Udupi is famous for the Krishna Matha (monastery) established by the dwaitha philosopher Sri Madhvacharya in the 13th Century. The presiding deity of Udupi Sri Krishna Temple is fondly called as Kadagolu Krishna as the idol represents Krishna as a child in a standing posture holding a Kadagolu (butter churner). The butter churner represents that the lord churns the soul to obtain the butter of bhakti in us.
Most loved by the devotees, it feels like the idol is alive and Krishna is playing and running around the temple premises.
Each day the idol is worshiped and lovingly dressed in different finery. It is a treat to watch the presiding Swamiji perform the pooja and aarathi.
The story of the origin of this idol is as follows: Once there was a storm in the sea near Malpe beach and the great dwaitha saint Sri Madhvacharya was present at the shore. Using just his shawl, he helped the ship reach the shore safely. The ship was coming from Dwaraka and in appreciation for the help the sailors offered all the goods that was on the boat, but Sri Madhwacharya asked for the big lump of gopichand and carried it back to the matha (monastery). The idol of lord Krishna was inside the gopichand and Madhwacharya installed this divine and beautiful idol in Udupi matha.
The idol faces west against the norm of facing east. During the tenure of Sri Vadirajaru as the peethadipathi (pontiff) of the matha, Kanakadasa was denied entry into the temple due to his low-caste status. Kanakadasa would stand near a window in the west and pray to the lord with great devotion, the pleased lord turned to the window where Kanakadasa was praying and provided him the denied darshan (vision). Sri Vadirajaru realized the depth of bhakthi (devotion) of Kanakadasa and the idol was retained facing the west window.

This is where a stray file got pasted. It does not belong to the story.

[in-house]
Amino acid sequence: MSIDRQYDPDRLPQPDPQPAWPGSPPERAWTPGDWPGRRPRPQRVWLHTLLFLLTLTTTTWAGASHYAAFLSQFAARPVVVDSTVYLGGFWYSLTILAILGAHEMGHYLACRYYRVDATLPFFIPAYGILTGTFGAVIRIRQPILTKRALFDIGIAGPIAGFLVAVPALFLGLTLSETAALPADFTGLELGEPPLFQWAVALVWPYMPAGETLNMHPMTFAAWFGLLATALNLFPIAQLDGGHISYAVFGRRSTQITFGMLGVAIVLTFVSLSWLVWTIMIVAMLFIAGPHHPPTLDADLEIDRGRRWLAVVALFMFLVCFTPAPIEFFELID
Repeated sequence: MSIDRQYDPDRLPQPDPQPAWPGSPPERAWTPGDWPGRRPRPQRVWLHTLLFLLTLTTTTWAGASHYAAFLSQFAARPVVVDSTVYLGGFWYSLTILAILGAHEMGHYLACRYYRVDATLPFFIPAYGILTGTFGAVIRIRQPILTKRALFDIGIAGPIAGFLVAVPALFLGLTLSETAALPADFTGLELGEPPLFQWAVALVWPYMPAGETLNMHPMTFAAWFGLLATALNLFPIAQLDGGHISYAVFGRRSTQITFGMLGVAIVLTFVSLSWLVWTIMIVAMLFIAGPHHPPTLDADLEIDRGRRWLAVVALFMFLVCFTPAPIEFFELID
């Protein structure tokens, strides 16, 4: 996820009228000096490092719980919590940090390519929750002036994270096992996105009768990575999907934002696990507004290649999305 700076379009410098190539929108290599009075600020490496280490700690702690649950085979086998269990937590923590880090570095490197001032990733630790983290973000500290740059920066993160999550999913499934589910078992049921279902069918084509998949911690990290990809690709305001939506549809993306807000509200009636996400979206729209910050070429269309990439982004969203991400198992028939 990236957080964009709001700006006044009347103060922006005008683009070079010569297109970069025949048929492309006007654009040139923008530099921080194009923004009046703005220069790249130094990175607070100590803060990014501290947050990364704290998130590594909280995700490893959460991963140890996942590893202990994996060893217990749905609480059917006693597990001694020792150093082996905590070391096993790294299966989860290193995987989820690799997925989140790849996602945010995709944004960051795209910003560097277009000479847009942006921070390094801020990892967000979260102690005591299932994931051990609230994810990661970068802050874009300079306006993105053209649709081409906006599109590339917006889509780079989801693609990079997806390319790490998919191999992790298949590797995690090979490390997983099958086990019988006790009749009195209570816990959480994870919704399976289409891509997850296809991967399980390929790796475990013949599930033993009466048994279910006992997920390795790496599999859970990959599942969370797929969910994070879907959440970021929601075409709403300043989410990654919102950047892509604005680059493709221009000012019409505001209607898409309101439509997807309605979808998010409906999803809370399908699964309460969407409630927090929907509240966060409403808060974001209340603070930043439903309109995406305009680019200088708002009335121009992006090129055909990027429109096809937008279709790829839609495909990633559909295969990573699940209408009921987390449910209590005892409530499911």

The window is now known as Kanakana Kindi (window) and a tower is built over this window.
Udupi Sri Krishna Matha temple complex is located near the Madhva Sarovara, or Madhvacharya’s pond. The temple architecture is simple with sloping tiled roof seen in Kerala and Dakshina Kannada district. Other smaller shrines inside the temple complex are dedicated to Garuda, Hanuman, Ganesha, and so on. The temple is decorated on festivals and special occasions.
Udupi Sri Krishna Matha is known throughout the world for its religious customs, traditions, and learning in Dvaita or Tatvavaada philosophy. It is also the center of Daasa Sahitya, a form of literature that originated in Udupi. Also popular is the free food provided to thousands of devotees who visit the temple. Lord Krishna here is known as “Anna (Rice) Brahma”.
Shri Madhvacharya handed over the puja and administration of Krishna Mutt to his 8 disciples. Each of these disciples has set up their own Mathas around the Krishna Matha complex. Together they are known as Ashtha (8) Mathas, and they are: Pejavara, Puttige, Palimaru, Adamaru, Sodhe, Kaniyooru, Shirur, and Krishnapura.
Another prominent event of the Matha is the Paryaya festival. Sri Madhwacharya started the system that the Krishna Matha would be headed by a pontiff who has the right to perform the pooja and manage the Matha for two months. After two months, during Paryaya festival, the management is passed on to one of the pontiff of the other 8 mathas (Ashtha Mathas). Sri Vadirajaru changed the duration to two years during his tenure as the pontiff of Sri Krishna Matha.
During paryaaya, the deity is taken in a procession in temple chariots. The street where the chariot is taken in a procession is known as Ratha Beedi. The Ratha Beedi is also a shopping destination for the visitors to carry a memento back home.
Other temples in Udupi are as follows:
Raghavendra Swamy temple
Ashta (8) Muttas
Type of place: Ancient temple
Situated: Udupi, Karnataka
Distance: 406 km from Bangalore, 59 Km from Mangalore International Airport, 300 Km
Transport: Well connected by road
Facilities: Many hotels and restaurants are available. Free food is served every day at the temple
Timings: 5 a.m to 9:30 p.m
Sri Krishna Temple and Mutt,
Ratha Beedi (Chariot Street),
Phone: +91-820-252 0598